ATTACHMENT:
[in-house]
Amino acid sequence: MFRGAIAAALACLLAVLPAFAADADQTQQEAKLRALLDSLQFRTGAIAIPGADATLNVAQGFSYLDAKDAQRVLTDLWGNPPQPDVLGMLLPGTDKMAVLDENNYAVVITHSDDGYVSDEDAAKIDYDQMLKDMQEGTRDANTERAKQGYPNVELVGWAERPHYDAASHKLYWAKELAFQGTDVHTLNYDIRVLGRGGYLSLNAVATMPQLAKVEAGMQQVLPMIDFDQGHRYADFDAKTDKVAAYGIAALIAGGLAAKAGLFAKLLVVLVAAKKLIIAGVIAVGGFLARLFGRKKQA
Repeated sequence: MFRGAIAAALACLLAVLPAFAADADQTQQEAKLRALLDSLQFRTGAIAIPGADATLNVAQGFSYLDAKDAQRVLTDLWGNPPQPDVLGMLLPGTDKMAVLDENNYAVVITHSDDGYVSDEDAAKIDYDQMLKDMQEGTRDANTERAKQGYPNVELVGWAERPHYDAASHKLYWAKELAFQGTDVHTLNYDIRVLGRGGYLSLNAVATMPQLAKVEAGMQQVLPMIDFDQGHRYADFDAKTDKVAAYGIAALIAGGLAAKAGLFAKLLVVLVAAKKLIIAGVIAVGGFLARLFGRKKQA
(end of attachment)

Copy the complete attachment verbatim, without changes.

[in-house]
Amino acid sequence: MFRGAIAAALACLLAVLPAFAADADQTQQEAKLRALLDSLQFRTGAIAIPGADATLNVAQGFSYLDAKDAQRVLTDLWGNPPQPDVLGMLLPGTDKMAVLDENNYAVVITHSDDGYVSDEDAAKIDYDQMLKDMQEGTRDANTERAKQGYPNVELVGWAERPHYDAASHKLYWAKELAFQGTDVHTLNYDIRVLGRGGYLSLNAVATMPQLAKVEAGMQQVLPMIDFDQGHRYADFDAKTDKVAAYGIAALIAGGLAAKAGLFAKLLVVLVAAKKLIIAGVIAVGGFLARLFGRKKQA
Repeated sequence: MFRGAIAAALACLLAVLPAFAADADQTQQEAKLRALLDSLQFRTGAIAIPGADATLNVAQGFSYLDAKDAQRVLTDLWGNPPQPDVLGMLLPGTDKMAVLDENNYAVVITHSDDGYVSDEDAAKIDYDQMLKDMQEGTRDANTERAKQGYPNVELVGWAERPHYDAASHKLYWAKELAFQGTDVHTLNYDIRVLGRGGYLSLNAVATMPQLAKVEAGMQQVLPMIDFDQGHRYADFDAKTDKVAAYGIAALIAGGLAAKAGLFAKLLVVLVAAKKLIIAGVIAVGGFLARLFGRKKQA